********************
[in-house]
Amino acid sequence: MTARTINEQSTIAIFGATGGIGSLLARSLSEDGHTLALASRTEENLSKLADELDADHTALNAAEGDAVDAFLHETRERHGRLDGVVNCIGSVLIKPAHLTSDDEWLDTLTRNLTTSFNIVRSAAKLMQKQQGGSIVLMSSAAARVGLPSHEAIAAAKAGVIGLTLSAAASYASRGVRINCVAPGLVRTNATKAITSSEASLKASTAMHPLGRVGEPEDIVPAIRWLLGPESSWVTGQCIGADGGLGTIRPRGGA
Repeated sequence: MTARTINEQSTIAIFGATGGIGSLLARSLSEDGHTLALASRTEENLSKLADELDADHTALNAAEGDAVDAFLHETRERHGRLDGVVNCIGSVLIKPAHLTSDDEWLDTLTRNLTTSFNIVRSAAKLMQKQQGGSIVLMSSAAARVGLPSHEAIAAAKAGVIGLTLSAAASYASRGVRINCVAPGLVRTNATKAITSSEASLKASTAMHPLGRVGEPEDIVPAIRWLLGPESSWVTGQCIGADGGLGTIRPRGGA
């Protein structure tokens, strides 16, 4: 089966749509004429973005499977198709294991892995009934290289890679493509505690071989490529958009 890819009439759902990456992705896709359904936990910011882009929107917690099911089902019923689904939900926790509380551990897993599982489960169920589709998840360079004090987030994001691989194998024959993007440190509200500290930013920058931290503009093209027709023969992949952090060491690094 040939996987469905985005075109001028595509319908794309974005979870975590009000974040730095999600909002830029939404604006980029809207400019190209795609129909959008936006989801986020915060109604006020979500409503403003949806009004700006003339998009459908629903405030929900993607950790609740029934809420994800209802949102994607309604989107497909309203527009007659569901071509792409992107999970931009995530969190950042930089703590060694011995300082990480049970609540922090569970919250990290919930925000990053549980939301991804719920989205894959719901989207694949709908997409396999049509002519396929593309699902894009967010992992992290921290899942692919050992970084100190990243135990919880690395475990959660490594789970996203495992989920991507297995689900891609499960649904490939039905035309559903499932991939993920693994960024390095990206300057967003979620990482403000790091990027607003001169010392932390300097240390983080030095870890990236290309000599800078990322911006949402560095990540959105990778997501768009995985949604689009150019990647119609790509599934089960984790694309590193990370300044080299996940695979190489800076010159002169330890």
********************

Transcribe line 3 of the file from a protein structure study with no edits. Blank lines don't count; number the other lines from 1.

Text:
Repeated sequence: MTARTINEQSTIAIFGATGGIGSLLARSLSEDGHTLALASRTEENLSKLADELDADHTALNAAEGDAVDAFLHETRERHGRLDGVVNCIGSVLIKPAHLTSDDEWLDTLTRNLTTSFNIVRSAAKLMQKQQGGSIVLMSSAAARVGLPSHEAIAAAKAGVIGLTLSAAASYASRGVRINCVAPGLVRTNATKAITSSEASLKASTAMHPLGRVGEPEDIVPAIRWLLGPESSWVTGQCIGADGGLGTIRPRGGA